Fortune's Spear: The Story of the Blue-Blooded Rogue Behind the Most Notorious City Scandal of the 1920s
Gerard Lee Bevan was the black sheep of one of London's most respectable banking families. A high-living womanizer and upper-class shyster of almost pantomime proportions, he exploited a glittering range of social connections. After a long run of success in City dealings he perpetrated a massive fraud which ruined both the City Equitable Fire Insurance Company and his stockbroking firm, Ellis & Co. He fled the country and was eventually arrested, tried and jailed.
Based on new research, Martin Vander Weyer tells the story of a fraud of extraordinary proportions, perpetrated by an aristocratic Englishman from a seemingly impeccable background. Exploring exactly how Bevan managed it, he reconstructs in rich Edwardian detail the environment and characters of the day, as well as Bevan’s desperate attempt at disguise and flight across Europe.
With resonances in today's financial world, from the 2008 crash to the likes of fraudsters such as Bernard Madoff, Fortune's Spear is a compelling true crime tale and a fascinating glimpse into a bygone financial world.
A wonderfully vivid biography of the man responsible for one of the great City scandals. The world that Martin Vander Weyer recreates with a novelist's flair and historian's attention to detail may be long gone, but this very human morality tale of high talent and high connection fatally compromised by a flawed character is timeless. --David Kynaston, author of 'City of London: The History'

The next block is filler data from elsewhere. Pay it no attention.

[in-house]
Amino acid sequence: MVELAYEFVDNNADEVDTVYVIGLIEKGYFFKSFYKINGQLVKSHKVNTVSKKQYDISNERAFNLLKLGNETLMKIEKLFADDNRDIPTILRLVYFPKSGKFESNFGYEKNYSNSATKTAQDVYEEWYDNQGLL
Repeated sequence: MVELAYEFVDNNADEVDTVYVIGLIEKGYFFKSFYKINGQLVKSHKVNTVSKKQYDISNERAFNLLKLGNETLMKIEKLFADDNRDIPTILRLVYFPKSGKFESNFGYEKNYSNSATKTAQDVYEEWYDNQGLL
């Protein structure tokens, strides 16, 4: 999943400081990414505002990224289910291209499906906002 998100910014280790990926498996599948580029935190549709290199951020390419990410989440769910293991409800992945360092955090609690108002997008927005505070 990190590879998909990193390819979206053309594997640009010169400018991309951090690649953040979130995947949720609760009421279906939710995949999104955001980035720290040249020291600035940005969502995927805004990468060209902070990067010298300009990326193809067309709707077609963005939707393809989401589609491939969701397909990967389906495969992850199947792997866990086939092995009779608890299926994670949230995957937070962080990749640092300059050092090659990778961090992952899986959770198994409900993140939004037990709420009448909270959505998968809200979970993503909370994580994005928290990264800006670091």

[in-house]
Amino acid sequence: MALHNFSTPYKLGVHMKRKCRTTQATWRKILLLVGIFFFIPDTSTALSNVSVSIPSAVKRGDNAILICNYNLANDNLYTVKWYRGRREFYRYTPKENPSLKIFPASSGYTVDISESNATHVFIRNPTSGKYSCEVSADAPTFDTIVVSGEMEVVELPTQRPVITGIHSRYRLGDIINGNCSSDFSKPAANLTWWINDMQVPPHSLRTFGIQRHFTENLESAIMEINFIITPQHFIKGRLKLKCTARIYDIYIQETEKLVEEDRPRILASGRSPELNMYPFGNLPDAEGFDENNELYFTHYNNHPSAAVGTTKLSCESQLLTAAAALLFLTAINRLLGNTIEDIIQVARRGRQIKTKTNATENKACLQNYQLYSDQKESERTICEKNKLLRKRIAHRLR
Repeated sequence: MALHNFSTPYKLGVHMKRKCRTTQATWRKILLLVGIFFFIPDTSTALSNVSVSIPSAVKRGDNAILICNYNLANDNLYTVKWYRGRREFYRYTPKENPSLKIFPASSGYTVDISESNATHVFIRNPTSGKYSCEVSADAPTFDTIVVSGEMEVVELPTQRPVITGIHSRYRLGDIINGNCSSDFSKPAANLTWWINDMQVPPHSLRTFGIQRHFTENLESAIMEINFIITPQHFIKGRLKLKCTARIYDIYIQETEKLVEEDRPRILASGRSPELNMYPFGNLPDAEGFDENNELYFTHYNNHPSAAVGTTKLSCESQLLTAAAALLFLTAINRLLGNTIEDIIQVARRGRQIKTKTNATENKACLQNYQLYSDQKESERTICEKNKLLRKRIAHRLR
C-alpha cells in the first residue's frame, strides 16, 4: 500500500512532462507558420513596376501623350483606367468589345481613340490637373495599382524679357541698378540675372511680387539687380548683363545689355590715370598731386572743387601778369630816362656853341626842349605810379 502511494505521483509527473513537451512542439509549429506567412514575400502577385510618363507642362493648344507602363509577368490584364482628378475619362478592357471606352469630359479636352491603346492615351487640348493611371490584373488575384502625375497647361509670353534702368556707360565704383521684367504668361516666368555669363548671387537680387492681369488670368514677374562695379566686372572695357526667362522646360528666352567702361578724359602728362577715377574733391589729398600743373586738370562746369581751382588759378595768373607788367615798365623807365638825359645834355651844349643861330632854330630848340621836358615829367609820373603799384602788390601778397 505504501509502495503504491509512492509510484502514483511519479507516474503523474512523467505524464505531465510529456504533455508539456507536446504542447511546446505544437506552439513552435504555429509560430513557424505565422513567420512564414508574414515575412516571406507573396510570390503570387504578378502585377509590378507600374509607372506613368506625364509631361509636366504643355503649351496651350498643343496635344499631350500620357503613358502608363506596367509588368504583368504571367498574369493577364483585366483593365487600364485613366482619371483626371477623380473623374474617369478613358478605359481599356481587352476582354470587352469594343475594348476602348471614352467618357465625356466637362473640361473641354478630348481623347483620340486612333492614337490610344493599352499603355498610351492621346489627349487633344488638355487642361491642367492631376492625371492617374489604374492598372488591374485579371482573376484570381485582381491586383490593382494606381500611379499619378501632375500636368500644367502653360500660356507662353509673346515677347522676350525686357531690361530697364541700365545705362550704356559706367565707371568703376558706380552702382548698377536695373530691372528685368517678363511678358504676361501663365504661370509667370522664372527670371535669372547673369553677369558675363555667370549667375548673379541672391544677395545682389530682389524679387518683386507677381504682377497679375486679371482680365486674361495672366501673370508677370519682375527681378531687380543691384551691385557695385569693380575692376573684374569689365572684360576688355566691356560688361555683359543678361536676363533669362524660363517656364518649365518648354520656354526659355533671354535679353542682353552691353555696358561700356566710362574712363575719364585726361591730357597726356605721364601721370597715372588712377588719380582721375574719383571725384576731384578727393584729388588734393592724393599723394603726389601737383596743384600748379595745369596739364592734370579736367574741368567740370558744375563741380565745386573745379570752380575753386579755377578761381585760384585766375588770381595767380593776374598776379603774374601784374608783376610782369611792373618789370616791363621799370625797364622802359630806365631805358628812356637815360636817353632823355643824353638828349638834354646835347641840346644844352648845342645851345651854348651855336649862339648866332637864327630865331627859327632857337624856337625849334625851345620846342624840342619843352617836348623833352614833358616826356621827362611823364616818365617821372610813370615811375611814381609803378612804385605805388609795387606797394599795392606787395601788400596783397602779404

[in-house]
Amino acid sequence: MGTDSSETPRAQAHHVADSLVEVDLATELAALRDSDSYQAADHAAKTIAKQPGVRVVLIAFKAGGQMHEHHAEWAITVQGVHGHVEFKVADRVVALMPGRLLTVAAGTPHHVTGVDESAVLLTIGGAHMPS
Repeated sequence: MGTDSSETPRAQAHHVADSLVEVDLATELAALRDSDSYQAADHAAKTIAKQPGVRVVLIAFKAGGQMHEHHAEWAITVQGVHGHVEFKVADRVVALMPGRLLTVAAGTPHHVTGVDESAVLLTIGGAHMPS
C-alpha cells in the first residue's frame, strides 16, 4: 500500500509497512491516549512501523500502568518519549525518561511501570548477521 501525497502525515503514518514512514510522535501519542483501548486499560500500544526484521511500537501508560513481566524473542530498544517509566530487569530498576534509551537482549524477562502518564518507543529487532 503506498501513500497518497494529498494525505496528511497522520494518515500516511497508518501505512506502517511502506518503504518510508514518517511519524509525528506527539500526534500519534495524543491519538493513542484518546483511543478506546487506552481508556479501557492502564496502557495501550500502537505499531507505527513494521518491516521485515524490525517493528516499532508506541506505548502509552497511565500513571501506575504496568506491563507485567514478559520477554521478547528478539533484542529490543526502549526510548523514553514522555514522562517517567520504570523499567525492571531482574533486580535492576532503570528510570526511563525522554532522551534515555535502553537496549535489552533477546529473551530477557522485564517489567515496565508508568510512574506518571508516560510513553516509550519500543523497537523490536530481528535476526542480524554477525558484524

Exciting stuff ... It is a rattling good yarn and leaves you wondering whether the man had a rotten core from the beginning or whether it was addiction to money and social position which seduced him into crime. It is a cautionary tale. --Martin Jacomb, 'The Spectator'
This well-researched and well-written book is more than the story of a City scandal. It is a fascinating slice of social history and a rumination on fraud and folly. --Allan Massie, 'The Scotsman'
'Fortune's Spear' is a splendidly rich account of a fraud that both symbolises its own era and prefigures our own. Unlike many financial writers, Vander Weyer writes so clearly that even a financial illiterate like myself can just about grasp what he is getting at. He also has a wonderfully broad frame of cultural reference. --Craig Brown, Book of the Week, 'Daily Mail'